However, he did not send the ante litem notice to the Ports Authority or comply with other details of O.C.G.A. § 50-21-26, which mandates the following requirements:

(a) No person, firm, or corporation having a tort claim against the state under this article shall bring any action against the state upon such claim without first giving notice of the claim as follows:

(1) Notice of a claim shall be given in writing within 12 months of the date the loss was discovered or should have been discovered; provided, however, that for tort claims and causes of action which accrued between January 1, 1991, and July 1, 1992, notice of claim shall be given in writing within 12 months after July 1, 1992;

(2) Notice of a claim shall be given in writing and shall be mailed by certified mail or statutory overnight delivery, return receipt requested, or delivered personally to and a receipt obtained from the Risk Management Division of the Department of Administrative Services. In addition, a copy shall be delivered personally to or mailed by first-class mail to the state government entity, the act or omissions of which are asserted as the basis of the claim. Each state government entity may designate an office or officer within that state government entity to whom a notice of claim is to be delivered or mailed;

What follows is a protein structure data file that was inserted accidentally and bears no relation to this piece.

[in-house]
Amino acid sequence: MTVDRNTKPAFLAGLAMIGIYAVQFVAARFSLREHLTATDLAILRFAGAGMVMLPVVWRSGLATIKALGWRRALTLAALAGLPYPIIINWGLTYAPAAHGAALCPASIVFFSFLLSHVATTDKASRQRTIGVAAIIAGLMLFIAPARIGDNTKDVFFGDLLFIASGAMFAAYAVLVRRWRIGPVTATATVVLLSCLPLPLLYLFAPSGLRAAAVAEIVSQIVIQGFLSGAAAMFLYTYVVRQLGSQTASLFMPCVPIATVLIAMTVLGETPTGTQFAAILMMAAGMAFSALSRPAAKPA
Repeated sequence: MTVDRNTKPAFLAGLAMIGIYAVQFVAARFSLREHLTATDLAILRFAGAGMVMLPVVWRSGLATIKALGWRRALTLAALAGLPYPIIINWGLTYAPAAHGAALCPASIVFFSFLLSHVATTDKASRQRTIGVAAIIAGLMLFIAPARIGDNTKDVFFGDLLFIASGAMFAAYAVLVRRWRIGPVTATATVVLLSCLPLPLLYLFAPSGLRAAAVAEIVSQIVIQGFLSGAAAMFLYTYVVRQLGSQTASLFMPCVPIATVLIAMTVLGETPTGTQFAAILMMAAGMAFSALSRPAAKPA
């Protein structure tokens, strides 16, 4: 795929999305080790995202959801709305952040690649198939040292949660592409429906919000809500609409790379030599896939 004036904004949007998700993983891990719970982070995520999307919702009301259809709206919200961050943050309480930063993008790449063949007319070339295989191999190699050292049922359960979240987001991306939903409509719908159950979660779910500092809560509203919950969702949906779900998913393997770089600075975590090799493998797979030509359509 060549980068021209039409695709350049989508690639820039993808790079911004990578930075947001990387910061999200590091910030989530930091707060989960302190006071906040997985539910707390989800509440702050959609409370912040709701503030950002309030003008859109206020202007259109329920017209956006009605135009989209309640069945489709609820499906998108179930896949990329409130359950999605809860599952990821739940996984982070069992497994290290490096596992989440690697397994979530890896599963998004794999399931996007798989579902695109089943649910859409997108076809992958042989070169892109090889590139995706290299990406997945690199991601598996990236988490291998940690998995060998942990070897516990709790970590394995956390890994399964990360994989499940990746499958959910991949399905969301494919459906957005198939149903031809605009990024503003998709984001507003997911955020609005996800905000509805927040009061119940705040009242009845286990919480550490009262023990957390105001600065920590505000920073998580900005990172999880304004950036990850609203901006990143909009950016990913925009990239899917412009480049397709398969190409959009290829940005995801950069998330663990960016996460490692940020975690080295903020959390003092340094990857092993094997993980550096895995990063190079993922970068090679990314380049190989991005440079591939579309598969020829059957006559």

(3) No action against the state under this article shall be commenced and the courts shall have no jurisdiction thereof unless and until a written notice of claim has been timely presented to the state as provided in this subsection;

(4) Any complaint filed pursuant to this article must have a copy of the notice of claim presented to the Department of Administrative Services together with the certified mail or statutory overnight delivery receipt or receipt for other delivery attached as exhibits. If failure to attach such exhibits to the complaint is not cured within 30 days after the state raises such issue by motion, then the complaint shall be dismissed without prejudice; and

(5) A notice of claim under this Code section shall state, to the extent of the claimant’s knowledge and belief and as may be practicable under the circumstances, the following:

(A) The name of the state government entity, the acts or omissions of which are asserted as the basis of the claim;

(B) The time of the transaction or occurrence out of which the loss arose;

(C) The place of the transaction or occurrence;

(D) The nature of the loss suffered;

(E) The amount of the loss claimed; and

(F) The acts or omissions which caused the loss.

(b) No action may be commenced under this article following presentation of a notice of claim until either the Department of Administrative Services has denied the claim or more than 90 days have elapsed after the presentation of the notice of claim without action by the Department of Administrative Services, whichever occurs first.